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Building a brighter research future – step by step

ME Research UK believes that a sustainable ecosystem of biomedical research is needed to understand the causes and consequences of ME/CFS, and to discover an eventual treatment/cure. We know that this is also what those affected by the disease and their carers wish to see.

To achieve this, researchers with fresh, novel ideas have to be recruited and encouraged to undertake research in the field. This is the most difficult task of all, not least since government funding via the established research agencies is hard to access for individuals and for groups wishing to research ME/CFS.

It is at this leading edge that ME Research UK sees its role: to give help to biomedical scientists at key stages of their career for novel research projects that would otherwise not be funded, and to support research groups to the stage where they can apply, on the basis of their previously published work, to major funding agencies for support.

As the Dept of Health & Social Care say in My full reality: the interim delivery plan on ME/CFS, “There is low capacity and capability among the research community to respond to research needs in this area.”

This is why, with the help of our supporters, we have developed a unique 3-step approach:

Step 1 – PhD-level research

Tailored specifically to attract students at a pivotal junction in their research career, ME Research UK offers funding to allow a PhD candidate to research a topic relating to the causes, consequences and treatment of ME/CFS. Funding is not geographically limited and last the 3 years of a normal PhD course. By facilitating their career path it is hoped that researchers will continue in their ME/CFS work after graduating, as well as providing established research groups with fresh talent.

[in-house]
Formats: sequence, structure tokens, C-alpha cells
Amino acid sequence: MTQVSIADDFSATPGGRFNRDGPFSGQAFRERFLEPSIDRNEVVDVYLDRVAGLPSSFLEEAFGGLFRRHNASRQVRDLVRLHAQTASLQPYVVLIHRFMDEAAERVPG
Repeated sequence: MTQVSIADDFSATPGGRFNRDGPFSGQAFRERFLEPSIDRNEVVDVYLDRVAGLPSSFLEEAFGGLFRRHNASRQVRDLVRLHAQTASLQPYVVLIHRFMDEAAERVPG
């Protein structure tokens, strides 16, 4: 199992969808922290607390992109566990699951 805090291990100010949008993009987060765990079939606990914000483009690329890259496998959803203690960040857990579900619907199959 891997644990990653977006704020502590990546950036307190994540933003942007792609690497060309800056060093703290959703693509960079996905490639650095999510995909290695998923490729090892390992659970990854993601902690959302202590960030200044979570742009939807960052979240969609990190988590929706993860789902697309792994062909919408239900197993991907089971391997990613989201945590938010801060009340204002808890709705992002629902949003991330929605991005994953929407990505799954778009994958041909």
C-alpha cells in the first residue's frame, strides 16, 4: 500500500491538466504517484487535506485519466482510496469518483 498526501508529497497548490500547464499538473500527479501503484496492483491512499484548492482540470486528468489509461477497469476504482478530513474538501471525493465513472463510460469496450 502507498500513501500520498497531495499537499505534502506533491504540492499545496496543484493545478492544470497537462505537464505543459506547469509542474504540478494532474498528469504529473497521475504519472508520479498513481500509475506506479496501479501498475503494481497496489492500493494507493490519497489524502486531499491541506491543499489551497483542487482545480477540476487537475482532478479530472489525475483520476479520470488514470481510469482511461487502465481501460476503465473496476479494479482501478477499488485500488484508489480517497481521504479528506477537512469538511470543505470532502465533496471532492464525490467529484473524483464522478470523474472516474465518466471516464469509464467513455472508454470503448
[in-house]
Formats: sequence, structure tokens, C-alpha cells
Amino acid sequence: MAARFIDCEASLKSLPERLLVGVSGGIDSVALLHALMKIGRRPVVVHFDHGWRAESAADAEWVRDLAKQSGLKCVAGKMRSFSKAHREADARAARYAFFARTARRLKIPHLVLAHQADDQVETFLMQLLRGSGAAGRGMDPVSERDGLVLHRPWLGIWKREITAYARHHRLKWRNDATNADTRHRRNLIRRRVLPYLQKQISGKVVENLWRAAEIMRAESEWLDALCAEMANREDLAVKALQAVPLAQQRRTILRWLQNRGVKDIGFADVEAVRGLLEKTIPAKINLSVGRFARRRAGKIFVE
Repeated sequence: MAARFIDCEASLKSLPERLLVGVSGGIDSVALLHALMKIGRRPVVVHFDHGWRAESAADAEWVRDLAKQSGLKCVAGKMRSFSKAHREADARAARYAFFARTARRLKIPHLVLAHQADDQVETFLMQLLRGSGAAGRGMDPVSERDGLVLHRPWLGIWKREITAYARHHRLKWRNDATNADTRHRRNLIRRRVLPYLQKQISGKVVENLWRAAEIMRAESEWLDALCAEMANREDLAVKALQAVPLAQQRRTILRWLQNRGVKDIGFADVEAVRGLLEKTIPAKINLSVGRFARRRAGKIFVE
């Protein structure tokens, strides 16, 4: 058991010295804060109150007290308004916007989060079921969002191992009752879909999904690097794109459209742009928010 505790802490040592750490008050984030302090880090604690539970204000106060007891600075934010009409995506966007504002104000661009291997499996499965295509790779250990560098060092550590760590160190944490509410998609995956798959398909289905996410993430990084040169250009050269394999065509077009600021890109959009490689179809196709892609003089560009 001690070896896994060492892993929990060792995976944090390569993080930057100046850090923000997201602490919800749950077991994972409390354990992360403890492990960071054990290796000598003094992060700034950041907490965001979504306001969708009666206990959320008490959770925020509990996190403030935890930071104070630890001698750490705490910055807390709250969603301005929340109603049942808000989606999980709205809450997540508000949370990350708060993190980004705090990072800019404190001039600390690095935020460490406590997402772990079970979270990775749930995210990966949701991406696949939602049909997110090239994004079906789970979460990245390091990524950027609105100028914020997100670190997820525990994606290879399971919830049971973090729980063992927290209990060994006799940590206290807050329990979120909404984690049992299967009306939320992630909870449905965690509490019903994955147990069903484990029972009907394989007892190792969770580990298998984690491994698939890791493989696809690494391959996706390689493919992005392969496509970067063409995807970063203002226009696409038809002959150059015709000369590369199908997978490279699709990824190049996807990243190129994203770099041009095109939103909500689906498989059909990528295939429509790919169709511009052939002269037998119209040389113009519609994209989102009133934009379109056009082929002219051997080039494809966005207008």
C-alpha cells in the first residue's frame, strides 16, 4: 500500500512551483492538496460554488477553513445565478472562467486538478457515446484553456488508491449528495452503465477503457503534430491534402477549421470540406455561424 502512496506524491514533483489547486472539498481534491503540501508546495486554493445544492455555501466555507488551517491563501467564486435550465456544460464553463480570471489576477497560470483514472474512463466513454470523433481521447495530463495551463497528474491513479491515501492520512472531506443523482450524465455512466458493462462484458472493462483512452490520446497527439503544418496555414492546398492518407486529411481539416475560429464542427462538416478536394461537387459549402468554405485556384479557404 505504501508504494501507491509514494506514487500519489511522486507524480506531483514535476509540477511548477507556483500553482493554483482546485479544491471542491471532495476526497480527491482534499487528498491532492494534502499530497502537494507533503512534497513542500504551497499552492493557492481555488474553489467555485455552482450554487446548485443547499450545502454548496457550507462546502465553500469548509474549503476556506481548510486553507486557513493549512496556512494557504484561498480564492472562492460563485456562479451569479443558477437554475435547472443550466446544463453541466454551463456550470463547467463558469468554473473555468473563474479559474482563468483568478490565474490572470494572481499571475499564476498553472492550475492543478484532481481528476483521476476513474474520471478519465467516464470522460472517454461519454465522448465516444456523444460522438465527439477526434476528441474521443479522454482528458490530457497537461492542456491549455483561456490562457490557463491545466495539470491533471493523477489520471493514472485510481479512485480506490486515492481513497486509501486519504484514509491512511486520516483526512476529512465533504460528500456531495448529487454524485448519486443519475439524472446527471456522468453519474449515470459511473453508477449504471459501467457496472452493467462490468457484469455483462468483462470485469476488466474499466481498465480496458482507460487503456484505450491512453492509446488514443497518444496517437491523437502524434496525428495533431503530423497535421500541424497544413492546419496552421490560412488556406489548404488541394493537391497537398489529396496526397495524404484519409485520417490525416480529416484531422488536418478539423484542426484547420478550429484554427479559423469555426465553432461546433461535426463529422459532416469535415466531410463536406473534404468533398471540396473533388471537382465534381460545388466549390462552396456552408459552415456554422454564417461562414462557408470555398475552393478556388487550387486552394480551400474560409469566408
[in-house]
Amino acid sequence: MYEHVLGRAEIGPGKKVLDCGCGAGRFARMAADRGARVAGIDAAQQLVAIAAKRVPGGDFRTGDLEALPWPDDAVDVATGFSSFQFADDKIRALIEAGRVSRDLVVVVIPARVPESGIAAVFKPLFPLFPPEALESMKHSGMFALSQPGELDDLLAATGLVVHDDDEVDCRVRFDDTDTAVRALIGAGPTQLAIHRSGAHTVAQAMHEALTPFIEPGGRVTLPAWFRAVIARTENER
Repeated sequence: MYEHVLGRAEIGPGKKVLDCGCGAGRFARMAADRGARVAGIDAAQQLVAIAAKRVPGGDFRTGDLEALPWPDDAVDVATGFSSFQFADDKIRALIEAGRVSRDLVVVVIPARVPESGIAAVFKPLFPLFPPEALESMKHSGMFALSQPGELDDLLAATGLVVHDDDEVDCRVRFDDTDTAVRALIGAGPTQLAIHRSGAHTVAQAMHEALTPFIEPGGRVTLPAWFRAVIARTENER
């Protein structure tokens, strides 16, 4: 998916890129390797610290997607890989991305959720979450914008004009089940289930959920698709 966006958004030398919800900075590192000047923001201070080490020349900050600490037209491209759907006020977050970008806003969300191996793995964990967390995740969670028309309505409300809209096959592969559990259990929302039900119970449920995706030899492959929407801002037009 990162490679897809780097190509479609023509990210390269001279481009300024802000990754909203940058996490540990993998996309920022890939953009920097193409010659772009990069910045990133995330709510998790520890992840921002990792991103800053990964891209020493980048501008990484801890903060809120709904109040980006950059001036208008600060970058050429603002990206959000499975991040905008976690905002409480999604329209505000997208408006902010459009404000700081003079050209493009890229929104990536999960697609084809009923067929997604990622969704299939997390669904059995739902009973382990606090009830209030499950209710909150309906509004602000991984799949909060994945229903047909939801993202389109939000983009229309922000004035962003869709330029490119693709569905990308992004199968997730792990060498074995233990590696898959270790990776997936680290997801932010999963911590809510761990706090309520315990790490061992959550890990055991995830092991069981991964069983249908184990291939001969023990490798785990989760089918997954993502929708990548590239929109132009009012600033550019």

We believe that future progress in understanding ME/CFS lies in research, and the future of research depends on investing now in scientists at the beginning of their careers.

Jonathan Davies, Chair of ME Research UK

Step 2 – Fellowships

ME Research UK co-sponsors a three-year Daphne Jackson Fellowship which is open to post-doctoral scientists who wish to return to research within a UK university or research institution after a career break of two or more years. The results of postdoctoral ME/CFS research are envisaged to be published and so will add to scientific understanding of the disease. The Fellow will hopefully continue with their now newly re-established research career at a level where their work can have real impact.

Step 3 – Project grants

ME Research UK offers project grants to applicants who are established researchers based at a suitable host institutions such as a university, hospital or recognised academic research institute. Awards are not geographically limited and contracts are between ME Research UK and the host institution.

ME Research UK’s projects cover a number of research areas including brain and nervous system, immune system, and cardiac issues, and have been hosted at institutions in the UK, Austria, Australia, Belgium, Canada, France, Germany, Spain and the USA.

And beyond….the next step

ME Research UK has provided the pilot funding for many distinct projects, which have allowed researchers such as Prof. Julia Newton in Newcastle to accumulate the data on which her successful application to the MRC was based. As she says, “This success shows what can be achieved by biomedical researchers working closely with medical research charities in a supportive and collaborative way.”

Prof. Julia Newton and Dr Vance Spence, Chairman of ME Research UK, in May 2014 at Newcastle University

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